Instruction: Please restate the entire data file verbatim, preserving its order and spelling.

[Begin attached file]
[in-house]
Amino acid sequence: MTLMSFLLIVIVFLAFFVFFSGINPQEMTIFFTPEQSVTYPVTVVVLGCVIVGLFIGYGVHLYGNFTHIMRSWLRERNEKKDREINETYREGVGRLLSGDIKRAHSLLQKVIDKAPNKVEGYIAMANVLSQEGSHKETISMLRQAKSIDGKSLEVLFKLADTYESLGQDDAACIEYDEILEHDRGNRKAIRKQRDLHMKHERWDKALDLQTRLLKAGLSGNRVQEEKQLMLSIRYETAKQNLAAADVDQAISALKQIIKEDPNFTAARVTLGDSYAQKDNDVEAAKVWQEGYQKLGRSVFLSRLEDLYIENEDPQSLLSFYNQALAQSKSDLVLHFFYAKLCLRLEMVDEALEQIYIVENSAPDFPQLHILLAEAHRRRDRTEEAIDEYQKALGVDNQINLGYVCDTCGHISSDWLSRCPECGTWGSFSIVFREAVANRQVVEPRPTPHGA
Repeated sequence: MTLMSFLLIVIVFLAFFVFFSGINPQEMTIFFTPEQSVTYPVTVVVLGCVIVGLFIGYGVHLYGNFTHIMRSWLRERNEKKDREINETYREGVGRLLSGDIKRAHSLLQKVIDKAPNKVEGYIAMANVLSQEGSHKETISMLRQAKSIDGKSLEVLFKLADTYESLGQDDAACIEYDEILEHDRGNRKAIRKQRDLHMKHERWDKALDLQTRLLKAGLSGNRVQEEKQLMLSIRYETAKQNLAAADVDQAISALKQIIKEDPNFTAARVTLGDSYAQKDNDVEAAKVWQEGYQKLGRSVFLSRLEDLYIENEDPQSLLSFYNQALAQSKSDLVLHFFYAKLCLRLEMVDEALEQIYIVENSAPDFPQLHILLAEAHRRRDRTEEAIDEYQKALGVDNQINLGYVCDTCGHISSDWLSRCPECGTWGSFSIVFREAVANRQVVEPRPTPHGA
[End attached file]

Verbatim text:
[in-house]
Amino acid sequence: MTLMSFLLIVIVFLAFFVFFSGINPQEMTIFFTPEQSVTYPVTVVVLGCVIVGLFIGYGVHLYGNFTHIMRSWLRERNEKKDREINETYREGVGRLLSGDIKRAHSLLQKVIDKAPNKVEGYIAMANVLSQEGSHKETISMLRQAKSIDGKSLEVLFKLADTYESLGQDDAACIEYDEILEHDRGNRKAIRKQRDLHMKHERWDKALDLQTRLLKAGLSGNRVQEEKQLMLSIRYETAKQNLAAADVDQAISALKQIIKEDPNFTAARVTLGDSYAQKDNDVEAAKVWQEGYQKLGRSVFLSRLEDLYIENEDPQSLLSFYNQALAQSKSDLVLHFFYAKLCLRLEMVDEALEQIYIVENSAPDFPQLHILLAEAHRRRDRTEEAIDEYQKALGVDNQINLGYVCDTCGHISSDWLSRCPECGTWGSFSIVFREAVANRQVVEPRPTPHGA
Repeated sequence: MTLMSFLLIVIVFLAFFVFFSGINPQEMTIFFTPEQSVTYPVTVVVLGCVIVGLFIGYGVHLYGNFTHIMRSWLRERNEKKDREINETYREGVGRLLSGDIKRAHSLLQKVIDKAPNKVEGYIAMANVLSQEGSHKETISMLRQAKSIDGKSLEVLFKLADTYESLGQDDAACIEYDEILEHDRGNRKAIRKQRDLHMKHERWDKALDLQTRLLKAGLSGNRVQEEKQLMLSIRYETAKQNLAAADVDQAISALKQIIKEDPNFTAARVTLGDSYAQKDNDVEAAKVWQEGYQKLGRSVFLSRLEDLYIENEDPQSLLSFYNQALAQSKSDLVLHFFYAKLCLRLEMVDEALEQIYIVENSAPDFPQLHILLAEAHRRRDRTEEAIDEYQKALGVDNQINLGYVCDTCGHISSDWLSRCPECGTWGSFSIVFREAVANRQVVEPRPTPHGA